Risk Management Reports

December, 2003
Volume 30, No. 12
 
Enterprise Risk Management Conference

It’s a two-hour train ride from the tranquility of eastern Connecticut into the maelstrom of Manhattan where people perpetually rush from point to point and the decibel level never drops below 80, but where new ideas fill the air. Four or five times a year I subject myself to this masochistic stimulation in order to be sure that I’m not missing new developments in risk management. This autumn it was the 4th annual day-and-a-half “Enterprise Risk Management” Conference of The Conference Board, held on October 20 and 21.

Per usual, it was a bag of old and tired jargon, repetitive presentations, labored Power Point displays, and unanswered questions mixed with those few gems of insight and contrarian thinking that make attendance at these events worthwhile.

The planners asked the speakers to focus consecutively on risk and strategy, risk analysis, process design and implementation, performance measurement and benefits. This outline worked to a point. The basic themes that I heard were:

  • Approaching, understanding and responding to risk are parts of an organization’s culture, something that changes as much as risk itself.

  • Most organizations respond to outside stimuli, such as Sarbanes-Oxley, financial scandals, and stock exchange requirements, rather than adopting risk management because it is inherent good practice.

  • Implementing a broad and inclusive risk management function requires at least three years. It can’t be created overnight.

  • The proper role of internal audit in risk management continues to challenge us. The idea requires a catalyst, especially one with existing access to both senior management and the Board, but risk management cannot be seen as a “policeman” or “controller.” Does coordinating this discipline compromise an auditor’s independence?

This year’s session drew 102 registrants, down sharply from the 179 of last year (see RMR December 2002), and 29 speakers. The best presenters were those who spoke extemporaneously, referring only incidentally to their Power Point slides. Too many committed the unpardonable sin of reading each slide. Remember Edward Tufte’s savaging of this mode of lecture (RMR July 2003)! I saw only one case study and no one mentioned the use of an Intranet site for internal communication on forms, processes, framework and reporting. Most of the speakers agreed that a “common language” for risk is necessary but few reported any progress in reaching this goal, although Barry Macklin, of JPMorganChase stated his organization’s software system, Horizon, is its common language.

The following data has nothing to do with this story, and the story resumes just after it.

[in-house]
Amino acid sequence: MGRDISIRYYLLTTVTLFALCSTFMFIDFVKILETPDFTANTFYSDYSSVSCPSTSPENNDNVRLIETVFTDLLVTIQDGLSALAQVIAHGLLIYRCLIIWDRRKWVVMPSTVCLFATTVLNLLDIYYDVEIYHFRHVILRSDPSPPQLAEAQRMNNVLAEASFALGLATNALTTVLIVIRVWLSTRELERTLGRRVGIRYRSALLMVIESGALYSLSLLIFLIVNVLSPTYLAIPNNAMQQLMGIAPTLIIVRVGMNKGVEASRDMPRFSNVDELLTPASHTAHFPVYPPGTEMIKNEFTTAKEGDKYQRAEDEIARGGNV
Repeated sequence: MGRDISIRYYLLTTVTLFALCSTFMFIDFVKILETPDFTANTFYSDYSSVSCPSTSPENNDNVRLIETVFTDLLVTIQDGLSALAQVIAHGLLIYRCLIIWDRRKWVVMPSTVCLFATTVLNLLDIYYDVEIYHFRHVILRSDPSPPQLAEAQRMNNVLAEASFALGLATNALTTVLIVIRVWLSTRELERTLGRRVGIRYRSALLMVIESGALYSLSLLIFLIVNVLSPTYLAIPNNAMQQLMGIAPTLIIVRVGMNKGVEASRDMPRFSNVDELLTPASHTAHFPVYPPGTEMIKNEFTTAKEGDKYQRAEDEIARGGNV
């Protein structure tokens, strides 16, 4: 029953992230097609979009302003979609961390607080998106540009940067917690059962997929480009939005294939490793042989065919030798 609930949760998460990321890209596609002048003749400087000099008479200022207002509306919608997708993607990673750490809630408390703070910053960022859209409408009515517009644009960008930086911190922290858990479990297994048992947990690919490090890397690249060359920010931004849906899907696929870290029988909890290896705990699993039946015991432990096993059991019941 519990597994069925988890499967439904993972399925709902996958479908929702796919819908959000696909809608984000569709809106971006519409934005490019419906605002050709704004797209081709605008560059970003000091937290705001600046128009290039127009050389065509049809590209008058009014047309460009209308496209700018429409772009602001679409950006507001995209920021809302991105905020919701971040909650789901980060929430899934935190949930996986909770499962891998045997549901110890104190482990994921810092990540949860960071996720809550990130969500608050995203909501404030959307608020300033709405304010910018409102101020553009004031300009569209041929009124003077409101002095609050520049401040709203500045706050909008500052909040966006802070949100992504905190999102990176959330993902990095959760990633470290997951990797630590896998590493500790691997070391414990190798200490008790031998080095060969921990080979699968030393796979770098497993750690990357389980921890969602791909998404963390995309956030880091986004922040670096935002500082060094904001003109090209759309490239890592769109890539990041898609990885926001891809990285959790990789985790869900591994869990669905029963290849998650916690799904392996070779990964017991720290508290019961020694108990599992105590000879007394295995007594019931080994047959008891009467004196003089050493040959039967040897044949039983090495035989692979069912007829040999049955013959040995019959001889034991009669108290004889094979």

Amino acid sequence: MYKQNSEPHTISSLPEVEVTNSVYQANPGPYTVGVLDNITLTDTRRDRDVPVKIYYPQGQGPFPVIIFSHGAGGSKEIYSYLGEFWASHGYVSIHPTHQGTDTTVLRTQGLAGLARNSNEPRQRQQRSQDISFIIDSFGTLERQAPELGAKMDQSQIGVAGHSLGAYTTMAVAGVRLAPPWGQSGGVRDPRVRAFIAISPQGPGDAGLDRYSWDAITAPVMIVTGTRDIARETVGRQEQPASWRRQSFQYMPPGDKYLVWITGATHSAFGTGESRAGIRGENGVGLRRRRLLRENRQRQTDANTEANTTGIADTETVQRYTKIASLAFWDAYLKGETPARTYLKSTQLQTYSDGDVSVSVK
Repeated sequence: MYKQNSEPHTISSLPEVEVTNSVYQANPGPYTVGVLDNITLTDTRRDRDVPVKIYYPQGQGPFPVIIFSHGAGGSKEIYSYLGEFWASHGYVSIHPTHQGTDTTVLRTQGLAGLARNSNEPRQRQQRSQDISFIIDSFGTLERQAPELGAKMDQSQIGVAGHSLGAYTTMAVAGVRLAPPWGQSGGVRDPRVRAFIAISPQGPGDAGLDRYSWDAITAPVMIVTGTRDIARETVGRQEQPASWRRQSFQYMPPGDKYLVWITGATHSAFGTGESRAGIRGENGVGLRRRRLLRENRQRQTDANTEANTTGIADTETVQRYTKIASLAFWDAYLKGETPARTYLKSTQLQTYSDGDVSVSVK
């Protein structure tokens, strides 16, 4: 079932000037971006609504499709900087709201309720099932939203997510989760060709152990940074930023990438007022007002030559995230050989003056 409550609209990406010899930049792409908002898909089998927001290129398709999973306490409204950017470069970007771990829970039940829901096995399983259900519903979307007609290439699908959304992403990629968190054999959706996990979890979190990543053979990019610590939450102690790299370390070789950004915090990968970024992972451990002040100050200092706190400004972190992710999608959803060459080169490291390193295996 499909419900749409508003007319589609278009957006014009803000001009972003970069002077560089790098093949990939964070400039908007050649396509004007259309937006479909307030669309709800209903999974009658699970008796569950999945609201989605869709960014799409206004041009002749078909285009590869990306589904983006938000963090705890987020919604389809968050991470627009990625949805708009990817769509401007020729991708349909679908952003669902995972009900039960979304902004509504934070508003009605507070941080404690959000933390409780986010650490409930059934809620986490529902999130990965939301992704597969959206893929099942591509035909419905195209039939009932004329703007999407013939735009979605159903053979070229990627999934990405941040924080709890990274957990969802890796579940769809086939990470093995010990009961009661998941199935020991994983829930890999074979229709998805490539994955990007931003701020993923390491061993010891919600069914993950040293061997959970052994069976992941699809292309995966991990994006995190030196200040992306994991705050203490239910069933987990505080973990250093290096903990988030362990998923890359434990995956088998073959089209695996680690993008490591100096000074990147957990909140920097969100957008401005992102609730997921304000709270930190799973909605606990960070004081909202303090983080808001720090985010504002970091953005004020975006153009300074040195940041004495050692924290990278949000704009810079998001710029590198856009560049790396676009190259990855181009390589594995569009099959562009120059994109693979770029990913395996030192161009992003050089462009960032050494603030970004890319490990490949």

This conference failed to answer three nagging questions:

  1. What are the benefits of risk management? Several speakers cited its “value,” but only in terms of vague generalizations. Professors William Shenkir and Paul Walker, of the University of Virginia’s McIntire School of Commerce, suggested ten reasons why ERM adds value. Such items as “critical to running an organization,” “ managing financial shock,” “integration,” “better risk awareness,” “improved predictability of cash flow and earning,” “consistency,” and “greater focus” are laudable results but don’t give stakeholders anything measurable to grab. Only one speaker (Mark Kontos, the CFO of Battelle Memorial Institute) suggested that “enhanced confidence” is a possible benefit, and even he referred only to management, not to other, and outside, stakeholders. Using this conference as a guide, we remain a long way from producing a tangible measure of benefits. Saying that “it feels good” in current management jargon doesn’t carry credibility.

  2. How do we communicate risk management? Almost every speaker commented on the need to relate knowledge of risks and responses to senior management and the board, but few suggested going beyond these two groups, and no one commented on the idea of generating an actual two-way dialogue with key stakeholder groups. How should we do it? When? With whom? What information should be shared? What new risks do we create in the act of communication? This is still the most under-appreciated area of the discipline.

  3. Is risk good or bad? At last, a few organizations begin to understand that decisions involving uncertainty require a conscious and intelligent assessment ofboth upside and downside potentials. Battelle’s Mark Kontos concluded that one major benefit is “the ability to look at risk as opportunity.” Larry Warner wants Mars, Inc., as a result of risk management, to “take on more risk.” Steve Byone, the CRO at Progress Energy Inc., believes that “risk management is not risk elimination.” I see encouraging signs of these broader and more realistic views.

The leadoff batter for this year’s conference was Michael Chagares, from Marsh. He failed to define risk itself although it was obvious that, in his mind, it is a negative threat. His suggested phrase for risk management was an exercise in tautology. Even worse, he saddled his audience with a 39-page Power Point presentation replete with unreadable masses of data, clichés and dreadful business jargon (proactive; align; add value; one size fits all; win-win, etc.) After several opening slides that addressed “enterprise risk management,” (the subject of the conference), he managed to shift the term to “business risk management,” the preferred nomenclature for the Marsh consultancy. He then presented the idea of a “Business Risk Management Framework,” with its acronym of “BRMF.” This is ludicrously close to that wonderful English word “bumf.” I suspect Marsh will eliminate this acronym. Yet hiding in all his material were several valuable insights. Chagares showed a slide of organizational structure that demonstrated the necessity for inter-linkage among the Board of Directors, Executive Management, the Chief Risk Officer and Line Managers. It was simple and useful. He also listed critical success factors, many of which were echoed in the actual experience of speakers who followed:

  • Leadership and sponsorship

  • Cultural and behavioral change

  • Ownership and commitment

  • Discipline and open approach

  • Time and resource dedication

  • Continuous process improvement and feedback

Comments on some of the other speakers:

  • Kathryn Dindo, Chief Risk Officer for FirstEnergy Corporation: She focuses on “developing a risk awareness culture” through educating all employees. Her techniques are (1) completion of a questionnaire asking employees to list the five most important risks affecting both a business unit’s and the FirstEnergy’s broader goals, with a 1 to 10 rating of the effectiveness of current responses, (2) completion of a “risk exposure map” ranking likelihood and severity, using four qualitative estimates, and (3) a “risk action plan” that lists responsive strategies for each risk and its “owner.” These simple but practical tools echo the approaches suggested first in 1987 by Dr. Vernon Grose, in his book Managing Risk: Systematic Loss Prevention for Executives (see RMR November 1994 and April 1997). This book has never lost its value!